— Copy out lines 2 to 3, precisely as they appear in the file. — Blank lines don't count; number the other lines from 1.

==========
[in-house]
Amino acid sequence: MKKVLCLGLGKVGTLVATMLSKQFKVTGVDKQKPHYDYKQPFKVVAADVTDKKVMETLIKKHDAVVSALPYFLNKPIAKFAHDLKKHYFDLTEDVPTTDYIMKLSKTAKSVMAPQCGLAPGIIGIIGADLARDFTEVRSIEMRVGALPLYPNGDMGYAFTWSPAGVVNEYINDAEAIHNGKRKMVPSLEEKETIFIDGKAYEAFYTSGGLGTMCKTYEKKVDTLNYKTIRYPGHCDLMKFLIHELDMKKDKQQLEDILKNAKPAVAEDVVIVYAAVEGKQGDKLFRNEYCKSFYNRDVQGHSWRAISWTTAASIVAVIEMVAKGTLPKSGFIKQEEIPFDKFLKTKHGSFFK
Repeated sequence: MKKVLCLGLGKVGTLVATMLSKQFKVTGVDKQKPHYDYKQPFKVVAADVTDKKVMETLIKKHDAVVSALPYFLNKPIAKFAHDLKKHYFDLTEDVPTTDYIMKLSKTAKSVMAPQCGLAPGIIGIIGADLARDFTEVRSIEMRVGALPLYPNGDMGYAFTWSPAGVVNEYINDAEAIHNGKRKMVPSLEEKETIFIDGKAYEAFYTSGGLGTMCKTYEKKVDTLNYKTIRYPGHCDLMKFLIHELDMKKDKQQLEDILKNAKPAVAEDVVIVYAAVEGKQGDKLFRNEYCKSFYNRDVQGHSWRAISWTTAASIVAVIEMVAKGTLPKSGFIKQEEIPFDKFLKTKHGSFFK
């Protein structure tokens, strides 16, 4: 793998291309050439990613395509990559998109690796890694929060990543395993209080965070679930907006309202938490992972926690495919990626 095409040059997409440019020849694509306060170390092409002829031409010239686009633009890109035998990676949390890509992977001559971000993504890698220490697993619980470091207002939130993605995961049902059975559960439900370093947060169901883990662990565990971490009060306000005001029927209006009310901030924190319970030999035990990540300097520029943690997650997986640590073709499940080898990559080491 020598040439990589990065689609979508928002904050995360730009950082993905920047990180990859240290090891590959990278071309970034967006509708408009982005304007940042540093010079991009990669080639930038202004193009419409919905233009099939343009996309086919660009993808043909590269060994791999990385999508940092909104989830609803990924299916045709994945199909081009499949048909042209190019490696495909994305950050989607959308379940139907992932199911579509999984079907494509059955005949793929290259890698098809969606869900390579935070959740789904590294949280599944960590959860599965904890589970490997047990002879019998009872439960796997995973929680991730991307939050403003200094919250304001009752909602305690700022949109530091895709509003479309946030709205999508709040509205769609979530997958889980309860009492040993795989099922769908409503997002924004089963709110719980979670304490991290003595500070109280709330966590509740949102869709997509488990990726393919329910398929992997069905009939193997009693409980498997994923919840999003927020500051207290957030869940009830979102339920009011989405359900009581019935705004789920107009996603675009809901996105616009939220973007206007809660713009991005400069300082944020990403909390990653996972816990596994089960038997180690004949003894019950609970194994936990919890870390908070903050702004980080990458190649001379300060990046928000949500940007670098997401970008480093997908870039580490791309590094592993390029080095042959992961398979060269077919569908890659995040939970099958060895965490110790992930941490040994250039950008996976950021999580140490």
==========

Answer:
Amino acid sequence: MKKVLCLGLGKVGTLVATMLSKQFKVTGVDKQKPHYDYKQPFKVVAADVTDKKVMETLIKKHDAVVSALPYFLNKPIAKFAHDLKKHYFDLTEDVPTTDYIMKLSKTAKSVMAPQCGLAPGIIGIIGADLARDFTEVRSIEMRVGALPLYPNGDMGYAFTWSPAGVVNEYINDAEAIHNGKRKMVPSLEEKETIFIDGKAYEAFYTSGGLGTMCKTYEKKVDTLNYKTIRYPGHCDLMKFLIHELDMKKDKQQLEDILKNAKPAVAEDVVIVYAAVEGKQGDKLFRNEYCKSFYNRDVQGHSWRAISWTTAASIVAVIEMVAKGTLPKSGFIKQEEIPFDKFLKTKHGSFFK
Repeated sequence: MKKVLCLGLGKVGTLVATMLSKQFKVTGVDKQKPHYDYKQPFKVVAADVTDKKVMETLIKKHDAVVSALPYFLNKPIAKFAHDLKKHYFDLTEDVPTTDYIMKLSKTAKSVMAPQCGLAPGIIGIIGADLARDFTEVRSIEMRVGALPLYPNGDMGYAFTWSPAGVVNEYINDAEAIHNGKRKMVPSLEEKETIFIDGKAYEAFYTSGGLGTMCKTYEKKVDTLNYKTIRYPGHCDLMKFLIHELDMKKDKQQLEDILKNAKPAVAEDVVIVYAAVEGKQGDKLFRNEYCKSFYNRDVQGHSWRAISWTTAASIVAVIEMVAKGTLPKSGFIKQEEIPFDKFLKTKHGSFFK